Physical Rehabilitation Medicine/Tailbone pain

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Question
Hello Doctor,

I'm a 30yo female with no health issues apart from Grave's disease which sometimes gives me hyperthyroid episodes and also a history of fertility issues (lost 4 pregnancies so far).

Last year I was pregnant and due to heavy bleeding and cramping I was forced to complete bedrest for approximately 2 months. I laid a lot flat on my back. I would only get up to use the toilet, eat and have ultrasounds. During this time after around a month of bedrest (at the end of October) I started noticing a pain/discomfort in my coccyx, at the very tip of the tailbone. This pain was worse when sitting or moving in certain positions that would affect the pressure in my tailbone area (getting up, changing sides etc).

In December I lost the pregnancy and stopped being on bedrest but despite resuming my normal activities I still have the tailbone pain. I do have a sedentary lifestyle, I work at a computer so I do sit a lot but try to lean forward. It's bothering me but not too much, some days it's worse some days it's better but it's not going away and it's been around 2 1/2 months.

It clearly hurts when I press with my finger around the tailbone area, sometimes directly over it, other times when I press more deeply from the area closer to the anus towards the underside of the coccyx. I can't tell if the bone hurts or the surrounding tissue... it feels like tissue pain sometimes but it's quite intense. I don't feel any unusual lumps or bumps, it just hurts like a deep wound/bruise right on/above the tailbone but there's no visible bruise.

Is this something very worrisome or is it likely a side-effect of the prolonged bedrest? Perhaps I laid in such a way that caused pressure in the coccyx area? I'd prefer not to have any X-rays since I'm trying to conceive. Does this sound serious?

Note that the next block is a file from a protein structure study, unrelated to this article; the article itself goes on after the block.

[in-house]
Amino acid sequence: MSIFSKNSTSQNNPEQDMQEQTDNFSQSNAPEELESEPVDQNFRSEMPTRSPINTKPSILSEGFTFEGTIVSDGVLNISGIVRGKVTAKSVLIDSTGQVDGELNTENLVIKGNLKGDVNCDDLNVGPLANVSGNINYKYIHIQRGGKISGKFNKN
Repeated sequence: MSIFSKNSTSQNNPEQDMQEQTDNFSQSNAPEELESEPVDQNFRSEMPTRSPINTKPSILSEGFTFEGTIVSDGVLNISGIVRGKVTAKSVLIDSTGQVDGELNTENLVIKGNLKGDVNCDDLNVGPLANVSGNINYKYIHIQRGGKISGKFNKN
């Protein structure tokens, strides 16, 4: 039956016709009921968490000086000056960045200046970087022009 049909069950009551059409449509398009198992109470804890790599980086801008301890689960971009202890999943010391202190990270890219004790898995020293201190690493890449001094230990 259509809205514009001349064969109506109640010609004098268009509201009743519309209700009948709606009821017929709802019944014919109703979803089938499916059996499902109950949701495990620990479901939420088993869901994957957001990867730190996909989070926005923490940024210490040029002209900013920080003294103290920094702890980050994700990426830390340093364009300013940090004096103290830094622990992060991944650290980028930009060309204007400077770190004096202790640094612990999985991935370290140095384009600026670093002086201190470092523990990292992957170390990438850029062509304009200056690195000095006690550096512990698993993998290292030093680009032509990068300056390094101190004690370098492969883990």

Answer
Hey Christina,
It sounds like a side-effect of your positioning during bed rest. I would limit how much sitting you do on hard surfaces and look into purchasing one of those soft donut cushions so when you do sit, you limit the amount of pressure in that area.  If after a few weeks you still have this pain, I would go see your PCP or gyno. Good luck!

Physical Rehabilitation Medicine

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Mark Balch, PT, MPT, CSCS

Expertise

All questions relating to acute or chronic injuries or pain. Specialties include spinal conditions including cervical, thoracic, and lumbar strains, SI dysfunctions, and disc issues; orthopedics including post surgical; and sports medicine. No systemic disease or pediatric questions.

Experience

Masters in Physical Therapy, Strength & Conditioning Specialist certified, 6 years of outpatient orthopedic experience

Education/Credentials
BS in Exercise Physiology, Masters in Physical Therapy, CSCS

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